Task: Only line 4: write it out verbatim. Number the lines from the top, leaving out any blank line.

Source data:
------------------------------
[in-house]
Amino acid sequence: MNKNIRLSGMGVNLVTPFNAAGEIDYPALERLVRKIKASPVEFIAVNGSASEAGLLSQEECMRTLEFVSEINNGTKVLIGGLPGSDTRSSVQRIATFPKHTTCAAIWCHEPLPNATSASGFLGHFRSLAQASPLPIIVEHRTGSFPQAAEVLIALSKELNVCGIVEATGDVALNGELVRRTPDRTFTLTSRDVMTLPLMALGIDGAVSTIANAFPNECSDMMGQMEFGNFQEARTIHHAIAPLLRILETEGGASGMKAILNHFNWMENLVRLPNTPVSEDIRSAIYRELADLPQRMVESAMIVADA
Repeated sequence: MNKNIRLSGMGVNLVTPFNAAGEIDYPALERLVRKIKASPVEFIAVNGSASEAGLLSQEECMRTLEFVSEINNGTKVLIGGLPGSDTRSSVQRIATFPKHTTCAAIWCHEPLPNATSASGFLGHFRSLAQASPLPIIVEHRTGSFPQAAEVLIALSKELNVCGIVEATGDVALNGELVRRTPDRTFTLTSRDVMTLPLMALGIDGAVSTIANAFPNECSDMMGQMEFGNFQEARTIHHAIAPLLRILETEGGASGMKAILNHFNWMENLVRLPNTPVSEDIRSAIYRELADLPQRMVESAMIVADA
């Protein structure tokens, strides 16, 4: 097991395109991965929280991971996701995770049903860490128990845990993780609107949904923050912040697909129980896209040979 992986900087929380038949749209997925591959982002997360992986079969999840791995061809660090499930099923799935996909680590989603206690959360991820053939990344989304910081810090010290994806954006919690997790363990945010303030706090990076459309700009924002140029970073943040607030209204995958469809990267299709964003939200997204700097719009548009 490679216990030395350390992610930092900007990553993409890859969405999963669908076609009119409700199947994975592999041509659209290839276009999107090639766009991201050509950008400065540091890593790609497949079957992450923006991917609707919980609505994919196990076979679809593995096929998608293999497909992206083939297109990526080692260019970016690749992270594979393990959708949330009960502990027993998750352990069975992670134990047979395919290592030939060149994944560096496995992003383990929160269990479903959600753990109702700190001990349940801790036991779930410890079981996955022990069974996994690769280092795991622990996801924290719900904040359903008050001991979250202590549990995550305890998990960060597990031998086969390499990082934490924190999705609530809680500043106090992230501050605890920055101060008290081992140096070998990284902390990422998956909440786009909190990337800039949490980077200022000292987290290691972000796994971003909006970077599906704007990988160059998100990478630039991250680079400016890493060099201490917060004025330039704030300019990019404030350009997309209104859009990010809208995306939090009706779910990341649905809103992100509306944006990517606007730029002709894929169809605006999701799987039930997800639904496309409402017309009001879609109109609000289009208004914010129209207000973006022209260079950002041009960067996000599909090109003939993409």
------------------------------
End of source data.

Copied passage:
């Protein structure tokens, strides 16, 4: 097991395109991965929280991971996701995770049903860490128990845990993780609107949904923050912040697909129980896209040979 992986900087929380038949749209997925591959982002997360992986079969999840791995061809660090499930099923799935996909680590989603206690959360991820053939990344989304910081810090010290994806954006919690997790363990945010303030706090990076459309700009924002140029970073943040607030209204995958469809990267299709964003939200997204700097719009548009 490679216990030395350390992610930092900007990553993409890859969405999963669908076609009119409700199947994975592999041509659209290839276009999107090639766009991201050509950008400065540091890593790609497949079957992450923006991917609707919980609505994919196990076979679809593995096929998608293999497909992206083939297109990526080692260019970016690749992270594979393990959708949330009960502990027993998750352990069975992670134990047979395919290592030939060149994944560096496995992003383990929160269990479903959600753990109702700190001990349940801790036991779930410890079981996955022990069974996994690769280092795991622990996801924290719900904040359903008050001991979250202590549990995550305890998990960060597990031998086969390499990082934490924190999705609530809680500043106090992230501050605890920055101060008290081992140096070998990284902390990422998956909440786009909190990337800039949490980077200022000292987290290691972000796994971003909006970077599906704007990988160059998100990478630039991250680079400016890493060099201490917060004025330039704030300019990019404030350009997309209104859009990010809208995306939090009706779910990341649905809103992100509306944006990517606007730029002709894929169809605006999701799987039930997800639904496309409402017309009001879609109109609000289009208004914010129209207000973006022209260079950002041009960067996000599909090109003939993409």